Accelerating drug discovery

Systematic identification of new drug targets using Machine Learning

HotSpot Therapeutics Inc.

Early stage drug-discovery startup backed by top-tier biotech VCs including Atlas Venture, Sofinnova Partners, MRL Ventures, SR One, Tekla Capital Management. Approximately $100MM raised with Series B financing announced in April 2020.

Background

HotSpot Therapeutics is targeting nature’s regulatory mechanisms to create new allosteric medicines that exhibit high precision and potency. The company leverages its proprietary SpotFinder™ technology, the first and only platform designed to identify and target “regulatory hotspots,” a unique family of pockets that sit remote from the active site on a protein and are used by nature to control protein function.

Using bespoke chemistry approaches, HotSpot is developing a pipeline of first-in-class small molecules for the treatment of autoimmune and rare diseases as well as cancer. The company has identified regulatory hotspots across multiple target classes of importance to the pharmaceutical industry. HotSpot’s lead compounds include the first and only allosteric inhibitors to target PKC-theta for autoimmune diseases and S6 kinase, a critical signaling node involved in the regulation of mitochondrial and metabolic function

Impact

As of April 2020, our Machine Algorithm algorithm helped to identify two lead targets that were drawn from our ranked shortlist of 900 targets, generated from a comprehensive scan of the entire space of human proteins.

Approach

A key bottleneck in drug discovery is the limited number of proteins that can be effectively targeted with drug molecules.  HotSpot’s addresses this problem by identifying natural regulatory mechanisms at work in proteins that can be targeted with drug candidates.

To uncover natural allosteric mechanisms systematically, we have developed a Machine Learning-based triangulation approach for HotSpot’s proprietary SpotFinder™ platform. Our search engine integrates evidence from three different perspectives, adding up weak signals to a clear fingerprint:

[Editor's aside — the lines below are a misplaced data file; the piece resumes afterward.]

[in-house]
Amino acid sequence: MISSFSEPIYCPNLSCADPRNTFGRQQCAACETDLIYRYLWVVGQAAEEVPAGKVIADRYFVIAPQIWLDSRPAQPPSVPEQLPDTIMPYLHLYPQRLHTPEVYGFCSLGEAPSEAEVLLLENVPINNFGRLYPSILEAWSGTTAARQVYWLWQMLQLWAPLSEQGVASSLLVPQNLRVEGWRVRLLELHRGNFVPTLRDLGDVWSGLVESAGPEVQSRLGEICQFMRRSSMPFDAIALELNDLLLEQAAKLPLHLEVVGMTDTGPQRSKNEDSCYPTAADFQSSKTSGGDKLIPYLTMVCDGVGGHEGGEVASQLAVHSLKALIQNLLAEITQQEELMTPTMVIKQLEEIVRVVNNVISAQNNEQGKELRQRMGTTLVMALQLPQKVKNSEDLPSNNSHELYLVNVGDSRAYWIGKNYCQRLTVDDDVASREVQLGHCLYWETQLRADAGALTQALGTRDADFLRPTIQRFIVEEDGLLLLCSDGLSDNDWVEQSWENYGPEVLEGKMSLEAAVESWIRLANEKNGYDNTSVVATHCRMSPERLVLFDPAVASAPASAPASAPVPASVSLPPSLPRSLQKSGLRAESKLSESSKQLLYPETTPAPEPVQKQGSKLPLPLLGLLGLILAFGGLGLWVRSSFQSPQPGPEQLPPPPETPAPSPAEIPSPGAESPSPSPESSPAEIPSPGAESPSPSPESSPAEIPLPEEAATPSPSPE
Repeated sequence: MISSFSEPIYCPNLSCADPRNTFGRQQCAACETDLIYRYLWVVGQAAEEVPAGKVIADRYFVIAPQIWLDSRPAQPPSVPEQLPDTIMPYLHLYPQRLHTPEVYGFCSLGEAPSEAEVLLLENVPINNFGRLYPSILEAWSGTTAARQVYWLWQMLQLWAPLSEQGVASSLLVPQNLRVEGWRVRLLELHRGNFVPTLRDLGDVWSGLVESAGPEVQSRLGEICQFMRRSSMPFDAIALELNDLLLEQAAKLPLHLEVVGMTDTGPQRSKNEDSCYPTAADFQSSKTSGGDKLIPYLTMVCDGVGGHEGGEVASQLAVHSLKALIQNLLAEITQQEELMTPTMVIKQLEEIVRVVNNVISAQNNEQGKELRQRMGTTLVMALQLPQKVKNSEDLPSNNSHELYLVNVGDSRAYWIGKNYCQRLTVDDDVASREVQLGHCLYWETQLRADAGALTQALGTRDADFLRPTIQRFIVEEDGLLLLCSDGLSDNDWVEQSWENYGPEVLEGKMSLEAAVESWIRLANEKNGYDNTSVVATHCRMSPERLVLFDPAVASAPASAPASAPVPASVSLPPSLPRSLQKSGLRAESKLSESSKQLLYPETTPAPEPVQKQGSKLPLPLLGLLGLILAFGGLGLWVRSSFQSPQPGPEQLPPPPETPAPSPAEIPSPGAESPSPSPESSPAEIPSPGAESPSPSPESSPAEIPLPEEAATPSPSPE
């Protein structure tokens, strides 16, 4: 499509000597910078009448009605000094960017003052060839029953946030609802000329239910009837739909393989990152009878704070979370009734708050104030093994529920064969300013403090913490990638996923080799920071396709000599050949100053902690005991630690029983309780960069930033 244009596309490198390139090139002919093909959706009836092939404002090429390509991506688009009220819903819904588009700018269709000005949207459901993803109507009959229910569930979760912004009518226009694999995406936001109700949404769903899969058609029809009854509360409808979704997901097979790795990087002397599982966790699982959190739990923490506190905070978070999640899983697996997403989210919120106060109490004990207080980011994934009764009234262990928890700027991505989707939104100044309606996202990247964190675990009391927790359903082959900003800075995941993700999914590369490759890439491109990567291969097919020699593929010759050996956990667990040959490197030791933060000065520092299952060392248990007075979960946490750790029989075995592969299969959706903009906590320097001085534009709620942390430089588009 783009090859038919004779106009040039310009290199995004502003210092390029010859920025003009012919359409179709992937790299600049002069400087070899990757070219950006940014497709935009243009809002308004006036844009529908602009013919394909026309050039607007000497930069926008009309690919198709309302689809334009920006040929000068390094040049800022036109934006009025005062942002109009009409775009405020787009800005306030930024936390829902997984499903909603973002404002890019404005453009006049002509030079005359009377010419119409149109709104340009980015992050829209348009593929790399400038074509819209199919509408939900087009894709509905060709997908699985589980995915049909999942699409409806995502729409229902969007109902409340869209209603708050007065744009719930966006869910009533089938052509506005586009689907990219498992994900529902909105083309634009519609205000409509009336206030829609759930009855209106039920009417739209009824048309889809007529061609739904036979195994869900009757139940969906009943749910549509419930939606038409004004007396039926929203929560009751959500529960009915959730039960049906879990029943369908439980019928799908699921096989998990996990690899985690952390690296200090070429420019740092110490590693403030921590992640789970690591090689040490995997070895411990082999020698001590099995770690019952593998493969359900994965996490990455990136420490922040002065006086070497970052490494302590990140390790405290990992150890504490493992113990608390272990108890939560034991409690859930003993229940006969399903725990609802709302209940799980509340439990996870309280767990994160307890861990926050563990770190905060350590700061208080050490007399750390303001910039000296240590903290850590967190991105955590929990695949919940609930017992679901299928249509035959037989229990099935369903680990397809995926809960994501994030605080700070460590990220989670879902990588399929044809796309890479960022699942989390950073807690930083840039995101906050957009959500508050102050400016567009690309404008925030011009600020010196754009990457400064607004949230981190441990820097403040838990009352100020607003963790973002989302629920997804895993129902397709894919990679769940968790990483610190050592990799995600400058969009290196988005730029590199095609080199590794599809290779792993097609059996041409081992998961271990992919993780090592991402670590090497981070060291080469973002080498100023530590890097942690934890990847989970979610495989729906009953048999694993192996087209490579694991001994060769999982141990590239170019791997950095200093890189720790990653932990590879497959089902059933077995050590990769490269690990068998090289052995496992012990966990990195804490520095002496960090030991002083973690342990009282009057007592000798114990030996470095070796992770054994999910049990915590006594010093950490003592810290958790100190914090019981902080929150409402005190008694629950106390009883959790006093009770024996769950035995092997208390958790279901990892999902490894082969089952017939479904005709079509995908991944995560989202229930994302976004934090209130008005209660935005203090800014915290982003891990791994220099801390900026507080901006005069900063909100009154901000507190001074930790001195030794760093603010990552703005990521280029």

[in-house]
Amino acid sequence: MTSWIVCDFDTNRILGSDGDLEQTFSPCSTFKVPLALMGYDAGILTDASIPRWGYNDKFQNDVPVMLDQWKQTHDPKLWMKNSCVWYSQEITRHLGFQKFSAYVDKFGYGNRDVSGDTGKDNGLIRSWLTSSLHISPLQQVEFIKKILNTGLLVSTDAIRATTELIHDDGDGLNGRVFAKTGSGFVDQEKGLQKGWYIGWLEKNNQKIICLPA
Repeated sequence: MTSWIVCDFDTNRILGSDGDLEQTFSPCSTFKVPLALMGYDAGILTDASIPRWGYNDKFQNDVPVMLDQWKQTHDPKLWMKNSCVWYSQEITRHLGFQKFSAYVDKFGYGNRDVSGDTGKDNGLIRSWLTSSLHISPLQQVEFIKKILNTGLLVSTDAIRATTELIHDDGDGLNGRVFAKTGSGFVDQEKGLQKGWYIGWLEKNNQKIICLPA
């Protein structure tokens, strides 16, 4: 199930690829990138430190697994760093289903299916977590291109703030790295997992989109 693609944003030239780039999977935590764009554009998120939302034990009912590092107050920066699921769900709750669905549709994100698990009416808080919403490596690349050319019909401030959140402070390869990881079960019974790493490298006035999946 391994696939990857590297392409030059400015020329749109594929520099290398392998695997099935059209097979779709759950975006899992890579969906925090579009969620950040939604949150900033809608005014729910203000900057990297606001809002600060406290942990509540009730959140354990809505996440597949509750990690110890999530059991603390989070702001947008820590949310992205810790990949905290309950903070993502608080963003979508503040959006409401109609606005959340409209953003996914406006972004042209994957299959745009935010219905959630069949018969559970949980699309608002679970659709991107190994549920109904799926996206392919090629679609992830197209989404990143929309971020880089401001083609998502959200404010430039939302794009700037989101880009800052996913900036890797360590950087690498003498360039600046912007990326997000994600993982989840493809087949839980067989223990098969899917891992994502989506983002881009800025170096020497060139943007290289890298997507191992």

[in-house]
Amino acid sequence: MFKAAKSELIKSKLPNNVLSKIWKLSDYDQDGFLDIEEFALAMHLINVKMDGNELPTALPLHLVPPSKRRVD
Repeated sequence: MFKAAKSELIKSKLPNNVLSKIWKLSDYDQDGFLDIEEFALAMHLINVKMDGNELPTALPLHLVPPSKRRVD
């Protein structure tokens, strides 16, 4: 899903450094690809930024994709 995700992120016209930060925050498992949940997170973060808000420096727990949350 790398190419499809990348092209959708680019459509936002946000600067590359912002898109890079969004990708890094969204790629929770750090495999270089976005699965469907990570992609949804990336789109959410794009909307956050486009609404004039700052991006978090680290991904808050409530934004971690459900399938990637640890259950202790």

• Amino acid sequences of proteins
  • 3D protein structure information
  • Mechanism descriptors from biomedical publications.

Connecting data points at different levels not only combines complementary third-party evidence, but also provides hooks to incorporate experience and judgement (soft evidence) of HotSpot’s scientific team. Using an iterative hybrid approach, SpotFinder’s PREDICT engine continuously improves based on expert feedback and experimental data.

What clients say

What made it successful?

Put your engine where your heart is.

If you want to reap the competitive advantage that accrues from the scale of industrialization, you need to build a truly mighty machine. Mighty not primarily in terms of sheer computing power, but in terms of brains: capturing as much as possible of the precious knowledge of your team in silico is where the magic lies. This is a never-ending effort, which only over time will turn into a self-perpetuating flywheel. At the beginning, you need to build trust and understanding in your organisation, and the right processes to make sure your algorithms can learn and grow.

Systematic search needs a different map.

Going after a few select opportunities is a different game than scanning an ocean, mile-by-mile. As such, it needs different instruments for navigation which ideally, can be understood by everybody, from scientist to Board members. To go from an overwhelming number of possible directions to a defined set of strategic options, we have found that overlaying the search space with information connected to strategic considerations (e.g. disease indications, potential partner companies, patient need etc.) leads to a map that is much more useful. If done well your map scales seamlessly from big picture to detail, aligning your company along the way.

Tooling matters, or: you can’t do this with Excel.

Machine Learning first and foremost means: taking data seriously. The most precious resource you have is the data you have generated yourself, i.e. structure-function insights, expert feedback on predictions, and soft data points encoding decades of your team’s experience. Using files scattered across scientist’s work benches is a remnant of the artisanal data age that is unfit for the systematic industrial generation and exploitation of data. At the same time, you do not need to become a software company, embarking on full-scale infrastructure development. There is a pragmatic middle ground to start with: a stable database back-end with a user interface built from existing components, with a few semi-manual steps as glue.